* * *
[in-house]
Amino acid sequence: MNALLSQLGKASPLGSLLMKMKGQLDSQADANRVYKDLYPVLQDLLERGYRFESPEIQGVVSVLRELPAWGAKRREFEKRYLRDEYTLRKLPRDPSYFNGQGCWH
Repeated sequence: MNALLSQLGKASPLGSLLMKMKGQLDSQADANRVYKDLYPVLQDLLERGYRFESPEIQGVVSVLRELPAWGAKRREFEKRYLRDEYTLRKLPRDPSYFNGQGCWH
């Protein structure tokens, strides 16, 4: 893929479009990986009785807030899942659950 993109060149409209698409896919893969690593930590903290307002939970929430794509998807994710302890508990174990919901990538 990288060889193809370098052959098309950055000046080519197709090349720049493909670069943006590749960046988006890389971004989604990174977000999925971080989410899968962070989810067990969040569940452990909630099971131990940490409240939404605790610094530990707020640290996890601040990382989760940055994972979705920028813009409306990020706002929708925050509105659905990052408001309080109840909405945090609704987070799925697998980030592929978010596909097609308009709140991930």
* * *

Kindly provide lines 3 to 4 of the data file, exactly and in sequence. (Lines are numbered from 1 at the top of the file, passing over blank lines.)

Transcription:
Repeated sequence: MNALLSQLGKASPLGSLLMKMKGQLDSQADANRVYKDLYPVLQDLLERGYRFESPEIQGVVSVLRELPAWGAKRREFEKRYLRDEYTLRKLPRDPSYFNGQGCWH
């Protein structure tokens, strides 16, 4: 893929479009990986009785807030899942659950 993109060149409209698409896919893969690593930590903290307002939970929430794509998807994710302890508990174990919901990538 990288060889193809370098052959098309950055000046080519197709090349720049493909670069943006590749960046988006890389971004989604990174977000999925971080989410899968962070989810067990969040569940452990909630099971131990940490409240939404605790610094530990707020640290996890601040990382989760940055994972979705920028813009409306990020706002929708925050509105659905990052408001309080109840909405945090609704987070799925697998980030592929978010596909097609308009709140991930």